Multitasking, mindfulness and wellbeing

A recent article in Fast Company dubbed "Monotasking is the new multitasking" reflects the spreading consensus that our digital devices are splitting our attention far too much with negative effects on both our productivity and social lives.  The article suggests a number of strategies to tame the temptation to check email incessantly at work and even makes the revolutionary suggestion that you occasionally leave your phone at home.

Of course, beyond productivity, we're interested in effects on wellbeing, and there is indeed evidence that multitasking is bad for it  (Pea et al., 2012; Becker, Alzahabi, & Hopwood, 2013).  What's more, technology designers and developers have already begun to take this challenge on. [Read more...]

With multiple devices on hand, each of which houses multiple applications displayed in parallel windows, modern devices are multitasking dynamos.  Much of th work in attentive computer interfaces dedicates research and development to tackling this problem.  More recently some popular software designs have been turning attention to the support of uninterrupted focus.  Microsoft Word's "Focus View" and WordPress' "Distraction Free Writing" Button are two good examples of options that allow the user to banish visual clutter - out of sight, out of mind.

The  Freedom Software for Mac by SoftTonic takes it further and allows users to cut their internet connection voluntarily for a set period of time.  If you want to override your original plan, you have to reboot.

Aside from restructuring our environment, the other antidote to continuous partial attention is of course, the practice of mindfulness.  Mindfulness, a kind of broad and non-judgemental present-moment awareness, is not only a stress reducer, it’s also a key to wiser decisions, greater life satisfaction and overall psychological and physical wellbeing, if you're to believe the research, and there's a lot of it.    The mindfulness research guide has catalogued over 2,500 papers on mindfulness, including almost 500 in 2012 alone.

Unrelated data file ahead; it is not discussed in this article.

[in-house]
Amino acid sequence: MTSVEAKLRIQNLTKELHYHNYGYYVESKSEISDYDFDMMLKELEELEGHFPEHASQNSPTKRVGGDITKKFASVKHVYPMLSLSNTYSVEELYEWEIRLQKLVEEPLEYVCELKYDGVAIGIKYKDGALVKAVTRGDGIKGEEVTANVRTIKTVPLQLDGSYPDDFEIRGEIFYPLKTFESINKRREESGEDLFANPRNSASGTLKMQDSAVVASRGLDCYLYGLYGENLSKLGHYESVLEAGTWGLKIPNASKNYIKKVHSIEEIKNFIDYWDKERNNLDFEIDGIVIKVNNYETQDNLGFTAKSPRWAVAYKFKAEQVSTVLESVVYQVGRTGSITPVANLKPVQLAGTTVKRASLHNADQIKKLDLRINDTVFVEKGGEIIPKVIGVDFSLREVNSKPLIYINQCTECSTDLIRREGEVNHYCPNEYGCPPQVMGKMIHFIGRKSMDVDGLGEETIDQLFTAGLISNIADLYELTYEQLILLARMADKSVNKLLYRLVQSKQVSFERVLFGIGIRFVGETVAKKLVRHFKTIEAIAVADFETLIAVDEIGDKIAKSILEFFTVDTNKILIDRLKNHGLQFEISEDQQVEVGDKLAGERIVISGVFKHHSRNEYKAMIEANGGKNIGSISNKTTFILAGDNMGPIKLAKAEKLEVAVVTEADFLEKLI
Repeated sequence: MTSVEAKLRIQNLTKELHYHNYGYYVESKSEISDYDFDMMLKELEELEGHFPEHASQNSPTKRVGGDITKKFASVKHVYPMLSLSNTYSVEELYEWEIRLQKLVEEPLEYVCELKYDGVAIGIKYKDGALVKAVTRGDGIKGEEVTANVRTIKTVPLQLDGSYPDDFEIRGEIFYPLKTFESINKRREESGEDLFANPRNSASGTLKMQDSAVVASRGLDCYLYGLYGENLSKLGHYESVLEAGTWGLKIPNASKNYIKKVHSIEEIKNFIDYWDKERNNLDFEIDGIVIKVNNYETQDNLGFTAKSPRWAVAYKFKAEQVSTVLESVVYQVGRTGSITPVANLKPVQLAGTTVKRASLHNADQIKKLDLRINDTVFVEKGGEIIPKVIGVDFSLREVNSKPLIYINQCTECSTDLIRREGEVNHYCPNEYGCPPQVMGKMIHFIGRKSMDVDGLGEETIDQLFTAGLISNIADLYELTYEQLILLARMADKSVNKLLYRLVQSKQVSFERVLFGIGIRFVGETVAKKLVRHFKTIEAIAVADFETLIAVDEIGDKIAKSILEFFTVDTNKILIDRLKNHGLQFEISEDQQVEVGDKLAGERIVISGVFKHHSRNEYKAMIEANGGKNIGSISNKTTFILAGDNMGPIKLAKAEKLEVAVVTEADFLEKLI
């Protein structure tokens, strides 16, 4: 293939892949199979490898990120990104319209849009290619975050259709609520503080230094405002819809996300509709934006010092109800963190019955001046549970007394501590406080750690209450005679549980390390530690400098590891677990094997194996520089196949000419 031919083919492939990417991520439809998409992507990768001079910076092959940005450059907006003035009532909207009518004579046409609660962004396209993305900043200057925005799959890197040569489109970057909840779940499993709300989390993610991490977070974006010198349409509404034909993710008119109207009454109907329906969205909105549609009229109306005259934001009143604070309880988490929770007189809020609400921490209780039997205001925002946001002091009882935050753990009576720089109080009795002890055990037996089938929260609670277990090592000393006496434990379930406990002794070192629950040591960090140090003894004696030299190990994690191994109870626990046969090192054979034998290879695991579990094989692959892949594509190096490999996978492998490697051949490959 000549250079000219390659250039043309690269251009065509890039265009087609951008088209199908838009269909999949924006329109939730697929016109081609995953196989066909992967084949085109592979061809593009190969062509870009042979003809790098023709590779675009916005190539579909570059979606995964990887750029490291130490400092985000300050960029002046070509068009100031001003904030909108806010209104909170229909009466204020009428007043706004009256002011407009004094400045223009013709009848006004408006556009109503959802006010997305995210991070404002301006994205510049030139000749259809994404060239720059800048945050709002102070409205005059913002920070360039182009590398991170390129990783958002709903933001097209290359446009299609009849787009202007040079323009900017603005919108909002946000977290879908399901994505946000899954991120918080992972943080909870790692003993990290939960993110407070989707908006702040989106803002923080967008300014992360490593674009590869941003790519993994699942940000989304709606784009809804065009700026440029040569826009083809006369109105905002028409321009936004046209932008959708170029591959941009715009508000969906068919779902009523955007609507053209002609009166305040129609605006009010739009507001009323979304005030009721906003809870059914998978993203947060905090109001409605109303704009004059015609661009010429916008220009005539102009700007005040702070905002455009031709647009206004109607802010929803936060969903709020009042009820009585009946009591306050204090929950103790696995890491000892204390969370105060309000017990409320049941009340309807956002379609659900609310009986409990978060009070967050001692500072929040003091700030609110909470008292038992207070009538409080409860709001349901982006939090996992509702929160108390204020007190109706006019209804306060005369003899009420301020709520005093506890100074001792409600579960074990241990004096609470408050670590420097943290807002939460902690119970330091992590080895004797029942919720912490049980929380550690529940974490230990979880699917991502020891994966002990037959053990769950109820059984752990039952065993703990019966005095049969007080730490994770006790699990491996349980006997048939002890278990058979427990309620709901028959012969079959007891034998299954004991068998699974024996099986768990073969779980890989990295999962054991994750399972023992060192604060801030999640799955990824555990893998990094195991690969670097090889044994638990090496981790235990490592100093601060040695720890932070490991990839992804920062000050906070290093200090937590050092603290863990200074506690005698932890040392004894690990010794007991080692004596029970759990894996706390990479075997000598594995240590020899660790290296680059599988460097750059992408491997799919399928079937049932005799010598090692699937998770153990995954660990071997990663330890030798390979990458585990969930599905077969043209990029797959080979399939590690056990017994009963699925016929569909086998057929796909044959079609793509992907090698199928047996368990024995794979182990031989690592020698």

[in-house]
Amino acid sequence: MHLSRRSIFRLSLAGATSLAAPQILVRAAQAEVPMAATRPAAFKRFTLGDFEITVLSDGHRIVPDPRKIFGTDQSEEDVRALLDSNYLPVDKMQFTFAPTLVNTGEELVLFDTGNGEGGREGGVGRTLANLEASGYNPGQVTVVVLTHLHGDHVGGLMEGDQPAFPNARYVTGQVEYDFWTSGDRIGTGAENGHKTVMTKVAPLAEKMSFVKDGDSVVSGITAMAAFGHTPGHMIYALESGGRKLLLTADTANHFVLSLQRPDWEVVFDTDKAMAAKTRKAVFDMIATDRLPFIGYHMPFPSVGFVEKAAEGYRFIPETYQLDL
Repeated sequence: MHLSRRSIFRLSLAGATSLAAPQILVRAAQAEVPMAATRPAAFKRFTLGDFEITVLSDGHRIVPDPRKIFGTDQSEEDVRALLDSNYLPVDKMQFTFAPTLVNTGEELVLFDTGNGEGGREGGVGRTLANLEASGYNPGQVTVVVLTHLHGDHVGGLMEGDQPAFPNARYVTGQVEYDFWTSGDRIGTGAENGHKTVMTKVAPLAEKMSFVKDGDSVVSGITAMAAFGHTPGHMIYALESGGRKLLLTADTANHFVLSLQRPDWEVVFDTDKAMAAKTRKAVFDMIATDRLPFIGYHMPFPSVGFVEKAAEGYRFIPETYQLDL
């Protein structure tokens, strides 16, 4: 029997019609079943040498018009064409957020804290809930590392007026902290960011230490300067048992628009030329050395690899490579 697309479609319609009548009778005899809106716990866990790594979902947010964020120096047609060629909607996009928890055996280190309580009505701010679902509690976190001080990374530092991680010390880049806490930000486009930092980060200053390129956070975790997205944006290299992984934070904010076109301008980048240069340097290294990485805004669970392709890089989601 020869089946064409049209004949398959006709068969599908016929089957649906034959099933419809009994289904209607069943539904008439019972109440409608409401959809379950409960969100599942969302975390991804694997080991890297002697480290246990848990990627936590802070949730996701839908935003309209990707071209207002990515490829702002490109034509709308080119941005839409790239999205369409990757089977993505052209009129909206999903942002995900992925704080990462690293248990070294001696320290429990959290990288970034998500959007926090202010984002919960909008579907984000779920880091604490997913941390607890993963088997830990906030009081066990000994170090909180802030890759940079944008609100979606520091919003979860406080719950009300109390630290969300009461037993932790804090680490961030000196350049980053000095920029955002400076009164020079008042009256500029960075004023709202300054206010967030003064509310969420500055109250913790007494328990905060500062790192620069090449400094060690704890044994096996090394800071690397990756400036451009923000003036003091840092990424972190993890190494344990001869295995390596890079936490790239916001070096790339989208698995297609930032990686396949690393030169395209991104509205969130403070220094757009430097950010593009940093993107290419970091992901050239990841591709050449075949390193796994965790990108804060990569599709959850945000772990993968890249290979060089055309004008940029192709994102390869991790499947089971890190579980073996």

Designers and developers are stepping in to support the growing interest in mindfulness as evident in the number of new technologies intended to support mindfulness practice.  Examples range from websites like Smiling Mind to app-based guidance like the Mindfulness app, to more experimental and fully embodied experiences such as Sonic Cradle -- all of these are listed in the Positive Computing Gallery.  Have a favorite app for mindfulness or monotasking?  Let us know.

  • Becker, M. W., Alzahabi, R., & Hopwood, C. J. (2013). Media multitasking is associated with symptoms of depression and social anxiety. Cyberpsychology, behavior and social networking, 16(2), 132–5
  • Brown, Kirk Warren, & Ryan, R. M. (2003). The benefits of being present: Mindfulness and its role in psychological well-being. Journal of Personality and Social Psychology, 84(4), 822–848. doi:10.1037/0022-3514.84.4.822

  • Killingsworth, M. A., & Gilbert, D. T. (2010). A wandering mind is an unhappy mind. Science, 330(6006), 932.
  • Pea, R., Nass, C., Meheula, L., Rance, M., Kumar, A., Bamford, H., … Zhou, M. (2012). Media use, face-to-face communication, media multitasking, and social well-being among 8- to 12-year-old girls. Developmental psychology, 48(2), 327–36. doi:10.1037/a0027030